year: 2005
cast: Albert Brooks, Fred Thompson
writer/director: Albert Brooks
rating: ***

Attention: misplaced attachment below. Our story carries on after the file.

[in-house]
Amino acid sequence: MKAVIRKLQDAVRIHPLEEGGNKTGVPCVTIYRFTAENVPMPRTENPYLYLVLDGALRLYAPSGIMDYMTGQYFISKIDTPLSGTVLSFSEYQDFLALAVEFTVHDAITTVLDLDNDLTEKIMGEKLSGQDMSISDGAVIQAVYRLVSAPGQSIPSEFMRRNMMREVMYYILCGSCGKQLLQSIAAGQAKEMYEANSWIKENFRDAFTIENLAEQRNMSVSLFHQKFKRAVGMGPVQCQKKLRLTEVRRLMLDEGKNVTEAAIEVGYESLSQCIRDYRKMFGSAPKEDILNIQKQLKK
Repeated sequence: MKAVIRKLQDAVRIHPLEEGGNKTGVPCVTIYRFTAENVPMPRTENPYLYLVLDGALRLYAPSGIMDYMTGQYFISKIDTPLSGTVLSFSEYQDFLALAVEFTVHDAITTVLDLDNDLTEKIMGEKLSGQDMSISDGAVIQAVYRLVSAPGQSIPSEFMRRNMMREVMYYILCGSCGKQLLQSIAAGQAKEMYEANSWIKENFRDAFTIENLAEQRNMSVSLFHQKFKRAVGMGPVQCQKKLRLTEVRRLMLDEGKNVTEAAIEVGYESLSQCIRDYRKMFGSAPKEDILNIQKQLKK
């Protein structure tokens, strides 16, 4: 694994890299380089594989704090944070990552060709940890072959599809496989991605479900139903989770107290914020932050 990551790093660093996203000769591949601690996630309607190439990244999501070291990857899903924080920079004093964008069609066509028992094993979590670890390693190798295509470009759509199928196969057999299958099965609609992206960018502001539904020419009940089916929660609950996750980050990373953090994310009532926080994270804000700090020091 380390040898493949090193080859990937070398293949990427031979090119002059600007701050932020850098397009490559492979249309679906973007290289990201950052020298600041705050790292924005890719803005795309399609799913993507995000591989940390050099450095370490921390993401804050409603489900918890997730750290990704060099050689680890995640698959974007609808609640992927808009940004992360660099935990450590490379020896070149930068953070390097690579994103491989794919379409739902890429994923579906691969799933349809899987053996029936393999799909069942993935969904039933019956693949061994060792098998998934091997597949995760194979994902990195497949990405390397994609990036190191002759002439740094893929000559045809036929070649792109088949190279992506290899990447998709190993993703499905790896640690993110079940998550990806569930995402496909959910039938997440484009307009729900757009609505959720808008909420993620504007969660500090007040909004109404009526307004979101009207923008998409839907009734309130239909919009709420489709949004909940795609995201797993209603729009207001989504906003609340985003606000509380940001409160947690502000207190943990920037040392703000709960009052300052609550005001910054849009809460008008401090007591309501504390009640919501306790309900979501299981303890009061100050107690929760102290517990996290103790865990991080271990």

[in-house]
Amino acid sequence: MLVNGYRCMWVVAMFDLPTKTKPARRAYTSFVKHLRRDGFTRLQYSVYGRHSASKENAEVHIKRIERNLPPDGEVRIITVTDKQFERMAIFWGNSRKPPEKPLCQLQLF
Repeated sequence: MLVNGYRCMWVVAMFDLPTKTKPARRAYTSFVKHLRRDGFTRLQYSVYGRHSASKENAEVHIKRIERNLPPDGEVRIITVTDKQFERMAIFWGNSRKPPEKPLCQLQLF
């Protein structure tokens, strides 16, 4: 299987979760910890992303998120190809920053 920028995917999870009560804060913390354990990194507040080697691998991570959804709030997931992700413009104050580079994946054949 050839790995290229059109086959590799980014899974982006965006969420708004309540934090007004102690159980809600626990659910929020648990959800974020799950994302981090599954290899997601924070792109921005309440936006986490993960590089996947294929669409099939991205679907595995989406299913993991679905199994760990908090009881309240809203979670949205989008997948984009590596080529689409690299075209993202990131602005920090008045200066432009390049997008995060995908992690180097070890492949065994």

Post 911, Albert Brooks, playing himself - a borderline-has-been comedic-actor who really needs that "great role" - is hired by Washington to find out what makes Muslims laugh... to help bridge the gap between "us and them". He's sent to India (where there are hindus but also many muslims) to interview people, asking them what they think is funny. Well the movie isn't very funny but it is involving, as Brooks interviews people on the streets and sets up a comedy concert where he performs his improvisational routines that no one in the audience gets. That is, they understand English, but don't find him funny. He then goes to Pakistan, illegally through the border, and entertains hash-smoking soldiers who, unlike the Indians - and stoned out of their minds - love his routine. The Iranians catch wind of this and a war almost breaks out: a pasted-on b-story that never comes to fruition, and frankly is a distraction that doesn't need to be there. By the end, when Brooks is back home with a fictional wife and daughter, what have we learned? Nothing much, but for a bland mockumentary, it's decent enough; Brooks' signature non-polarizing yet completely obvious indifference to the natives providing the sole "punchline" throughout. Albert is older but not much wiser. His character - who is himself in this case, which makes no difference - hasn't changed. He still doesn't know what he has to offer, and is trying to discover himself and his purpose: the "mission" i.e. plot here is but a platform for him to do so, as usual. Not up to par with "Lost In America" or "Defending Your Life" but leagues above "Mother", "The Muse", and "The Scout".

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